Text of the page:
To add more notes to our measure we must strum the 8th notes all down.  This then creates an additional two up strums to every beat.  How we count these is with an ‘e’ and an ‘a’, so we are counting ‘1 e + a 2 e + a 3 e + a 4 e + a’.  We now have 16 notes to every 4-beat measure, and we name these notes 16th notes.  Note from the look of them that they are similar to 8th notes but we add a second beam between the notes to show them as 16ths.

16th note strumming - 4 strums per beat

16th note strumming - 4 strums per beat

The key to success with any 16th note strum is to NEVER let the strumming hand stop moving.   I cannot stress this enough.  To practice this you first have to be confident with strumming 8th notes all down along to a beat.  Then try strumming once on the beat but keep the strumming hand moving in the 16th note pattern.  This might feel odd initially but it is key to be successful with this technique.

Finally you can go ahead and strum all 16th notes along to a beat.  To ensure that you are not mindlessly strumming up and down, add a little accent to the first 16th note of every beat to make it clear to yourself and the listener where the beat is.

Once you’ve mastered this, you’re in a position to try some strumming patterns.  Like 8th note strumming, the exciting rhythms are creating by sometimes hitting and sometimes missing the strings, because remember…we NEVER let the strumming hand stop moving.

As with everything, you need to work with a metronome and take your time.  Perfect practice makes perfect.  The second your strumming hand stops moving stop and start again.  You can also chunk longer rhythms into one or two beat sections, building it up bit by bit.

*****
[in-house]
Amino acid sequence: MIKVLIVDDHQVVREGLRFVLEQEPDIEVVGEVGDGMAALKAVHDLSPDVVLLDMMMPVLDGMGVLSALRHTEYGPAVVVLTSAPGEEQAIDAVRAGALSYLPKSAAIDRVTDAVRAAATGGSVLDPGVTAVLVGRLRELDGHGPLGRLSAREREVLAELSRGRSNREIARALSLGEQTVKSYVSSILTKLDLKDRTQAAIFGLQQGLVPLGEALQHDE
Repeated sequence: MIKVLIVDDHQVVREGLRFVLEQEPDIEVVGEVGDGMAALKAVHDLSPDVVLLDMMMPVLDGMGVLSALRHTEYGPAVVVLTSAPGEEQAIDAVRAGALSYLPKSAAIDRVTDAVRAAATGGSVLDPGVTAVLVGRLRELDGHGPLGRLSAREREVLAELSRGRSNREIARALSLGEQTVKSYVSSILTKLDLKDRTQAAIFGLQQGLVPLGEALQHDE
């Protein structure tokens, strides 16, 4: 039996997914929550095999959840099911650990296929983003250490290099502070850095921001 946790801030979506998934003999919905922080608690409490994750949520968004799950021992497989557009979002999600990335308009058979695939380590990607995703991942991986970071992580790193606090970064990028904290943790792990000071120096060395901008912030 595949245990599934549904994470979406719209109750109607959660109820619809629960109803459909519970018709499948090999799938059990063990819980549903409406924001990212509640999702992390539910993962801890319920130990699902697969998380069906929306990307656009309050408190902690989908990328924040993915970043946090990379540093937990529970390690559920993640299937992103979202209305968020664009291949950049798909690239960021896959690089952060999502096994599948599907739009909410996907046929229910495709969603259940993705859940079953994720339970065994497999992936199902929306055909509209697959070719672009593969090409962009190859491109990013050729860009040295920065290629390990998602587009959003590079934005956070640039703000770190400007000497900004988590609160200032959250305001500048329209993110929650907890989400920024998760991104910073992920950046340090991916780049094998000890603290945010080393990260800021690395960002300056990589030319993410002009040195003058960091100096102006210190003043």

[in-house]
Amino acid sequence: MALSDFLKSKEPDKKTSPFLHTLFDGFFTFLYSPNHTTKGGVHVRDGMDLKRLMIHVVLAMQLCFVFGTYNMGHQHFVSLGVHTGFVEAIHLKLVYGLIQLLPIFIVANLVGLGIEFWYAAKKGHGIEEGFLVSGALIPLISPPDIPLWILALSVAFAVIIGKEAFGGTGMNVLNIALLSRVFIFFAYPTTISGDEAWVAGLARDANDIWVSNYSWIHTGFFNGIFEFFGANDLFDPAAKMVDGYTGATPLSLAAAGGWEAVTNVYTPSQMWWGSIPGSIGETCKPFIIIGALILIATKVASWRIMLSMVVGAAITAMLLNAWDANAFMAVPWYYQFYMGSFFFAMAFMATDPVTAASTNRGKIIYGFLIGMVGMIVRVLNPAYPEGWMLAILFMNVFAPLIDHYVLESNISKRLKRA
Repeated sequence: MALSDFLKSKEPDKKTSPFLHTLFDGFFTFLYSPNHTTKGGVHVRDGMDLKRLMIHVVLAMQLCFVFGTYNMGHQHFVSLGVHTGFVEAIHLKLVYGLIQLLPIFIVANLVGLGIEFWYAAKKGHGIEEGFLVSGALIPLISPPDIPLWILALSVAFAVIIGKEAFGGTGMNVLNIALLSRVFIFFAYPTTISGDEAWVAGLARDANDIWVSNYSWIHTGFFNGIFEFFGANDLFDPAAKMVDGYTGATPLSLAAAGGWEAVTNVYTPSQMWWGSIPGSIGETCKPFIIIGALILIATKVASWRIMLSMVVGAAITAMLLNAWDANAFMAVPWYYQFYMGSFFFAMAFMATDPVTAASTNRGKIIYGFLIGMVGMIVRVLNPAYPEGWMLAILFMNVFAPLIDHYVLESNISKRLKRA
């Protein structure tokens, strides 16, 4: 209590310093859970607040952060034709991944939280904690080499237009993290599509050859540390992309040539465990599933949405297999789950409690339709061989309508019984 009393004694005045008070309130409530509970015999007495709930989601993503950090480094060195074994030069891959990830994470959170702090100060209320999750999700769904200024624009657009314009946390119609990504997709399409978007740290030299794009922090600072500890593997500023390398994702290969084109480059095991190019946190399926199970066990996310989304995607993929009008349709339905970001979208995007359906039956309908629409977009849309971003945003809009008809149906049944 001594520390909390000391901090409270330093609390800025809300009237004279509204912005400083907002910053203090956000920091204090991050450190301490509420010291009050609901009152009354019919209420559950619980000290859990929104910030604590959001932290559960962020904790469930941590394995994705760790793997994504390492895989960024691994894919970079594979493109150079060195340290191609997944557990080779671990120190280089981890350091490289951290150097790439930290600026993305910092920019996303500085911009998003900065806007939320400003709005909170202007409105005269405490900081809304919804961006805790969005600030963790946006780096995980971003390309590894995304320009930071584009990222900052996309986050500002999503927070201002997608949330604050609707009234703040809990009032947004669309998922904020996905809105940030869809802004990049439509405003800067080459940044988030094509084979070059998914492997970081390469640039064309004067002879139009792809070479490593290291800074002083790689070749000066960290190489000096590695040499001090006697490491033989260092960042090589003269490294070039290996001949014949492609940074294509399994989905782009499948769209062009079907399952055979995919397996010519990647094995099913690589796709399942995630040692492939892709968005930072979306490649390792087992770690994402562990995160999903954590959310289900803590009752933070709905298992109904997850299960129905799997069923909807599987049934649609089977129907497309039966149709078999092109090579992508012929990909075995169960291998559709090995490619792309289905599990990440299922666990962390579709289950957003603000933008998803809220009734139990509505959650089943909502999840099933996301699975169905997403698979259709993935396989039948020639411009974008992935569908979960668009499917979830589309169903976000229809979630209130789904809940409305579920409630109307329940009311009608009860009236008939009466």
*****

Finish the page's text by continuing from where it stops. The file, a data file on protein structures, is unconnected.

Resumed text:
How To Move Chord Shapes - My Awesome Chord Trick

Here is a guitar lesson on an idea so awesome in its simplicity.  Have you ever wondered why chords sound different as we move them up and down the strings sets?  Now I don’t mean the pitch, more the quality of a chord (major/minor etc).  Why if I have an E shape chord and move that down a string don’t I have an A chord?

We have a problem with the tuning of the guitar, but with a couple of simple rules I will show you how to get around that and be memorising your chords and learning new chords in seconds.

The first simple rule is, when moving a chord shape down towards the floor any note moving from string 3 on to string 2 must be raised one fret.  So looking again at my E chord, if I move that shape down my first finger is on string 2 and that note must be raised by one fret, and then I have myself an A chord.  If I continue down to try and play a D chord, I’m in the second fret on string 2 and that has to be raised a fret. It’s that simple!

Going in the opposite direction, the opposite will be true. and we have our second rule  So any note moving from string 2 onto string 3 must be LOWERED by one fret.  

This is how you can radically accelerate your learning of chord shapes on the fretboard.  This rule will also apply to scales, arpeggios, triads and any other pattern you find yourself playing.